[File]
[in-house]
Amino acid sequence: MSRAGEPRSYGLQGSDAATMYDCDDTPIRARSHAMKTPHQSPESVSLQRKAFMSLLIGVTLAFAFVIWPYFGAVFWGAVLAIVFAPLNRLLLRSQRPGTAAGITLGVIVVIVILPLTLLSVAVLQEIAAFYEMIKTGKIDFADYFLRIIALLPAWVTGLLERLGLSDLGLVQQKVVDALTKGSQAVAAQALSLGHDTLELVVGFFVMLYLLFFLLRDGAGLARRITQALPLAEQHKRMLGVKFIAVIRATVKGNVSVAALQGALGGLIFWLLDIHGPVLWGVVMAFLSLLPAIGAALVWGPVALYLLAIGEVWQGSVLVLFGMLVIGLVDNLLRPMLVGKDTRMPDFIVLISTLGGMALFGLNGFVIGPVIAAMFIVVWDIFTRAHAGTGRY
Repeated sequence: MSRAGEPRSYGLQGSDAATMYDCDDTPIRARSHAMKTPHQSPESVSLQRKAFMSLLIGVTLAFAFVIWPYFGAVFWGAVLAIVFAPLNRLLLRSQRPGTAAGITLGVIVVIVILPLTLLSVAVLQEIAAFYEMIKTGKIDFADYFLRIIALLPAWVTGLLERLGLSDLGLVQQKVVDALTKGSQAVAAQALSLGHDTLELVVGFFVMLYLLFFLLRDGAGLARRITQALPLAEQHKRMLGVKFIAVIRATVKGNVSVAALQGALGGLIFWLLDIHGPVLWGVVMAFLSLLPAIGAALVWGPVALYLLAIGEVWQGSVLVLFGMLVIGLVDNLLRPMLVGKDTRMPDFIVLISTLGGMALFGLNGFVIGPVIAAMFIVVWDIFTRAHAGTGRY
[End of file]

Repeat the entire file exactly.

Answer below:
[in-house]
Amino acid sequence: MSRAGEPRSYGLQGSDAATMYDCDDTPIRARSHAMKTPHQSPESVSLQRKAFMSLLIGVTLAFAFVIWPYFGAVFWGAVLAIVFAPLNRLLLRSQRPGTAAGITLGVIVVIVILPLTLLSVAVLQEIAAFYEMIKTGKIDFADYFLRIIALLPAWVTGLLERLGLSDLGLVQQKVVDALTKGSQAVAAQALSLGHDTLELVVGFFVMLYLLFFLLRDGAGLARRITQALPLAEQHKRMLGVKFIAVIRATVKGNVSVAALQGALGGLIFWLLDIHGPVLWGVVMAFLSLLPAIGAALVWGPVALYLLAIGEVWQGSVLVLFGMLVIGLVDNLLRPMLVGKDTRMPDFIVLISTLGGMALFGLNGFVIGPVIAAMFIVVWDIFTRAHAGTGRY
Repeated sequence: MSRAGEPRSYGLQGSDAATMYDCDDTPIRARSHAMKTPHQSPESVSLQRKAFMSLLIGVTLAFAFVIWPYFGAVFWGAVLAIVFAPLNRLLLRSQRPGTAAGITLGVIVVIVILPLTLLSVAVLQEIAAFYEMIKTGKIDFADYFLRIIALLPAWVTGLLERLGLSDLGLVQQKVVDALTKGSQAVAAQALSLGHDTLELVVGFFVMLYLLFFLLRDGAGLARRITQALPLAEQHKRMLGVKFIAVIRATVKGNVSVAALQGALGGLIFWLLDIHGPVLWGVVMAFLSLLPAIGAALVWGPVALYLLAIGEVWQGSVLVLFGMLVIGLVDNLLRPMLVGKDTRMPDFIVLISTLGGMALFGLNGFVIGPVIAAMFIVVWDIFTRAHAGTGRY